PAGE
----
After the 9/11 attacks, Congress passed the REAL ID Act to prevent foreign nationals from fraudulently obtaining a U.S. driver’s license — by requiring that any ID issued based on unverifiable foreign documents look different in “design or color” from an official driver’s license.
That way, TSA and other law enforcement would know the ID holder might not be who they say they are.
But more than a decade later, several state and local governments are openly flouting the law, issuing ID cards that are barely distinguishable from a bona fide driver’s license. That means those with mere ID cards, like illegal immigrants, might be able to pass off their cards as a driver’s license at the airport and elsewhere — creating a huge gap in security.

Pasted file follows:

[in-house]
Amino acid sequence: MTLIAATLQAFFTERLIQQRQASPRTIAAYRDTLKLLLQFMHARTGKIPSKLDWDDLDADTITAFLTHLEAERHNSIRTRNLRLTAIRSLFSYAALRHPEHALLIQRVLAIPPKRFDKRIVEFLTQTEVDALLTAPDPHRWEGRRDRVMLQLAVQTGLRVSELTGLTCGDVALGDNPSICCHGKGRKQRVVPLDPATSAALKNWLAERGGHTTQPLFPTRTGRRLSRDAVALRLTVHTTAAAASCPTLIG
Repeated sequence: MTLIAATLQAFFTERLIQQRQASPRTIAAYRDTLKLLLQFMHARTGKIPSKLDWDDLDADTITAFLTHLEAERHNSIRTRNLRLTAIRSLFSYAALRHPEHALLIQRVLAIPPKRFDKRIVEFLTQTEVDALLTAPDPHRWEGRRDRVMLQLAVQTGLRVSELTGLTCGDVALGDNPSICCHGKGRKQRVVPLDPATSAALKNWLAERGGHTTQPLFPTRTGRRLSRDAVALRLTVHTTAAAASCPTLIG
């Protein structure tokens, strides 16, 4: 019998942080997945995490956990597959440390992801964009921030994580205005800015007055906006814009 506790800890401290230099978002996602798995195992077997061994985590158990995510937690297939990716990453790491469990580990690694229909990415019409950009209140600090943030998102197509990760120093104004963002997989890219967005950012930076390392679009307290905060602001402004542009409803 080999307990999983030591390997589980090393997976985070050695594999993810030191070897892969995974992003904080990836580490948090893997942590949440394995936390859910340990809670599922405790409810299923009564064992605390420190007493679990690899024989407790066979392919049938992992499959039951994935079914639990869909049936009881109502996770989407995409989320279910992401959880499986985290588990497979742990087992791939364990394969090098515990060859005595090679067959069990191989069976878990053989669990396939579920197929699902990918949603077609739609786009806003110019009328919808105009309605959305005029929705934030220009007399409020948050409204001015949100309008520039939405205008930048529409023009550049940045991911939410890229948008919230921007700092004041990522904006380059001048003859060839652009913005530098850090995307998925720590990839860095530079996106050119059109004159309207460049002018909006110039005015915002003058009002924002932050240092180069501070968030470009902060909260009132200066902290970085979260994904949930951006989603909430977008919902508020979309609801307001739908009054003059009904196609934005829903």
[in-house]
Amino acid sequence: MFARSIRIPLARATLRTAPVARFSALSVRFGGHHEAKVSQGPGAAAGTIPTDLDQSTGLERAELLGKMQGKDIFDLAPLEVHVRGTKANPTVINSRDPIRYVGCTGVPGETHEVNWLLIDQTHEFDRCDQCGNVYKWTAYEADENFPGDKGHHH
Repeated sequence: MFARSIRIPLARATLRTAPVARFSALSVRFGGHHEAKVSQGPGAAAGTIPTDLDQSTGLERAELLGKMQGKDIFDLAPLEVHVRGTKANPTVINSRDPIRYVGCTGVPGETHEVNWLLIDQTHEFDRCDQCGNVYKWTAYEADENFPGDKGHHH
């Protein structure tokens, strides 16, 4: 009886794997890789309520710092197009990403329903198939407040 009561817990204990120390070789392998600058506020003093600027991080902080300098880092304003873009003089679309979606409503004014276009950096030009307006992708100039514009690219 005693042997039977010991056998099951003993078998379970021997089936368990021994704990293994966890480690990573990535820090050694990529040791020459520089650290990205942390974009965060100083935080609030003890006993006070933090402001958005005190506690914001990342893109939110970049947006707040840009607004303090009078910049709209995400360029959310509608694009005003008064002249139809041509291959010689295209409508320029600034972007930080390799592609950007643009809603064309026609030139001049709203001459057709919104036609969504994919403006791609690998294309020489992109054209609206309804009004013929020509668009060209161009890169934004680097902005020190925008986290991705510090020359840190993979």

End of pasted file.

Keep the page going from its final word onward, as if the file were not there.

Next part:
Examples include Washington, D.C., and Colorado.
For card-holders in the nation’s capital, a small star in the corner is the only visual cue that distinguishes a D.C. license from a mere ID card.
In Colorado, the distinguishing characteristic for the ID cards is a small black band.
Read More: States flouting post-9/11 ID law, giving cards to illegal immigrants that mirror licenses | Fox News